The Quartet’s latest decisions should be matched by concrete actions to make Israel comply, Fatah’s commissioner for international relations, Nabil Shaath, told RT.
“We need to see some action that will make these statements be implemented,” he said. “That is what Palestinians are waiting for.”
Peace talks have been exacerbated by a recent stand-off over Israeli expansion in Arab East Jerusalem, which led to US Vice President Joe Biden cutting his Israel visit short, as well as the overnight airstrikes on targets in Gaza.
Israeli aircraft fired several missiles at tunnels near the town of Rafah and a metal workshop in Gaza, according to officials. It was in response to a Palestinian rocket attack on southern Israel that killed a Thai man on Thursday. That strike from within Gaza came despite a Hamas ban on rocket attacks.
Following Israeli action on Friday, protesters in the West Bank city of Hebron threw rocks at Israeli security forces, which fired tear gas in response. On Sunday, the Israeli military said that troops in the West Bank had shot dead two Palestinians after they attempted to stab Israeli soldiers.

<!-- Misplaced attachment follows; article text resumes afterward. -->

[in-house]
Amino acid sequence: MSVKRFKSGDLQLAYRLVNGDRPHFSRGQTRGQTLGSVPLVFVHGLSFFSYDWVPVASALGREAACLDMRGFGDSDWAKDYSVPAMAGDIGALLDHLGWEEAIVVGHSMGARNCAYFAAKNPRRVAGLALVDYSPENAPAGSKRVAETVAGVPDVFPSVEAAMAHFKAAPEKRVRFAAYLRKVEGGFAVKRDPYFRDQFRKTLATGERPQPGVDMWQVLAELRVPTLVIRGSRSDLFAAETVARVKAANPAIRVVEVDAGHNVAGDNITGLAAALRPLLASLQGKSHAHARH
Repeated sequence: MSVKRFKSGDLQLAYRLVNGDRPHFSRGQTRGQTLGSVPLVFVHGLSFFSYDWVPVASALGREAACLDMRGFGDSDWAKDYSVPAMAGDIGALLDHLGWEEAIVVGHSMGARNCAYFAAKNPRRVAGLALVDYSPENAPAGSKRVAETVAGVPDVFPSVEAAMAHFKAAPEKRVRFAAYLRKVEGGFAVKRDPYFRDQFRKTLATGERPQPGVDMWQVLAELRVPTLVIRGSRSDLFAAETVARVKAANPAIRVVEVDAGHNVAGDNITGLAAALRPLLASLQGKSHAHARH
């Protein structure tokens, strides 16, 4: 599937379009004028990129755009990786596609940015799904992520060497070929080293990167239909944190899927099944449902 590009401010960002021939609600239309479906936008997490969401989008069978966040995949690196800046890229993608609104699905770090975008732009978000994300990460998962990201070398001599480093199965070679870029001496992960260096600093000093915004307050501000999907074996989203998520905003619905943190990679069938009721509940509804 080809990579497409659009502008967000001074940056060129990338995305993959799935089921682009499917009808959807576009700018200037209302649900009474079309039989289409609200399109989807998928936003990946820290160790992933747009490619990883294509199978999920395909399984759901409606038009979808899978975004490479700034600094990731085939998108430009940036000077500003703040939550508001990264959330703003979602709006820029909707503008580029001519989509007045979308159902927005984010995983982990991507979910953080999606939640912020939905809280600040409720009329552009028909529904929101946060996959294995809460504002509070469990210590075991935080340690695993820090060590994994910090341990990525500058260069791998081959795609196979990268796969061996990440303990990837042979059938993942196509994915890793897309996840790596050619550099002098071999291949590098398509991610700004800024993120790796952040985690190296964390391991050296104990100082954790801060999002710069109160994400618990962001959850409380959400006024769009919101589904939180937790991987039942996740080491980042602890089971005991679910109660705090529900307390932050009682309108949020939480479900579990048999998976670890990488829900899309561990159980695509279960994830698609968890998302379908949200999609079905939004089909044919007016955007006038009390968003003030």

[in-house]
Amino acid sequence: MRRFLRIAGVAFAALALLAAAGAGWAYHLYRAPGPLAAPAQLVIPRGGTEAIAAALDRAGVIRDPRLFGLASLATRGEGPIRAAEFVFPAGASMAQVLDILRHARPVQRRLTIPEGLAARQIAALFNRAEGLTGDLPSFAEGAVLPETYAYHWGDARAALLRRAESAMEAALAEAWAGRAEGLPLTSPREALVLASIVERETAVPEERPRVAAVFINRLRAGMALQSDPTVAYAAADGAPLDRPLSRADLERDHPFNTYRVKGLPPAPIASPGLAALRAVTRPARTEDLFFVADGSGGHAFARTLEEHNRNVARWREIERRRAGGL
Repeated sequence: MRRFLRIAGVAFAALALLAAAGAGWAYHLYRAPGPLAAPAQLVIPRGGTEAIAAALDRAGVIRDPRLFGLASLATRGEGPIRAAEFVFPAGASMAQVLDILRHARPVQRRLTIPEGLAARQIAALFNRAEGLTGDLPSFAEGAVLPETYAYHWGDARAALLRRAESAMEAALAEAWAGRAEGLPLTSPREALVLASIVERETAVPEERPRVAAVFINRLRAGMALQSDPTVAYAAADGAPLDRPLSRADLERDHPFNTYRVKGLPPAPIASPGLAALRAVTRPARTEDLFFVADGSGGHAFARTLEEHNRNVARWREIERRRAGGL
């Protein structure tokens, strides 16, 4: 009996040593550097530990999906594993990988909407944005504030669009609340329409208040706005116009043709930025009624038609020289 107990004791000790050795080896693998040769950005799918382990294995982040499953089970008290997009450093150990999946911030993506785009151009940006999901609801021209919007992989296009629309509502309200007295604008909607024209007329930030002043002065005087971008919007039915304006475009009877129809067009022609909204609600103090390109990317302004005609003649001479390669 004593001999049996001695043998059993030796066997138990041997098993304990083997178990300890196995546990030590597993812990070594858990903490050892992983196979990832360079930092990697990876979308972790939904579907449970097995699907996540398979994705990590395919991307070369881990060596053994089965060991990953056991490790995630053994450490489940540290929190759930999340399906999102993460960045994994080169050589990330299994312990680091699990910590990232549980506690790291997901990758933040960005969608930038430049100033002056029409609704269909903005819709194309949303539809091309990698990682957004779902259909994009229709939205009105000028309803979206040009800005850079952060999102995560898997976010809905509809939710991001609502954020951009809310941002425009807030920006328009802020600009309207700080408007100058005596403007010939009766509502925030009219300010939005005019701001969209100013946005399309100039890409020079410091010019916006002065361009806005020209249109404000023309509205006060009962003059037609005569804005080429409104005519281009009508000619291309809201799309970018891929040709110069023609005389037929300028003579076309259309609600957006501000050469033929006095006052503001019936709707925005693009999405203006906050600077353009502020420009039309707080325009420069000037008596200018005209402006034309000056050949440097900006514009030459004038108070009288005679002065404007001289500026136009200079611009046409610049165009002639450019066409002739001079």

Violence escalates amid tensions over Israel’s decision to build 1,600 apartments in East Jerusalem. In turn, Hamas issued statements, urging Palestinians to protest over Israel's actions in Jerusalem.
US and Israel at odds
What we see now is actually a complete halt in relations between Washington and Tel Aviv. Recent reports say that US Secretary of State Hillary Clinton has had a phone conversation with Benjamin Netanyahu this morning from Moscow. The Israeli PM promised that he will come up with some confidence-building measure, though he did not specify what kind of measures he was talking about.
The US State Department also announced plans to send an envoy to Israel, despite earlier officially postponing the visit.
US Secretary of State Hillary Clinton was actually among the first to react to Israeli plans on 1600 new housing projects in East Jerusalem. She called the plans “insulting” to the US.
“The fact is that Israel has frozen building in settlements for 10 months,” said Israeli Foreign Minister Spokesman Shahar Arieli in response to the Quartet’s urge to stop Israeli expansion of settlements.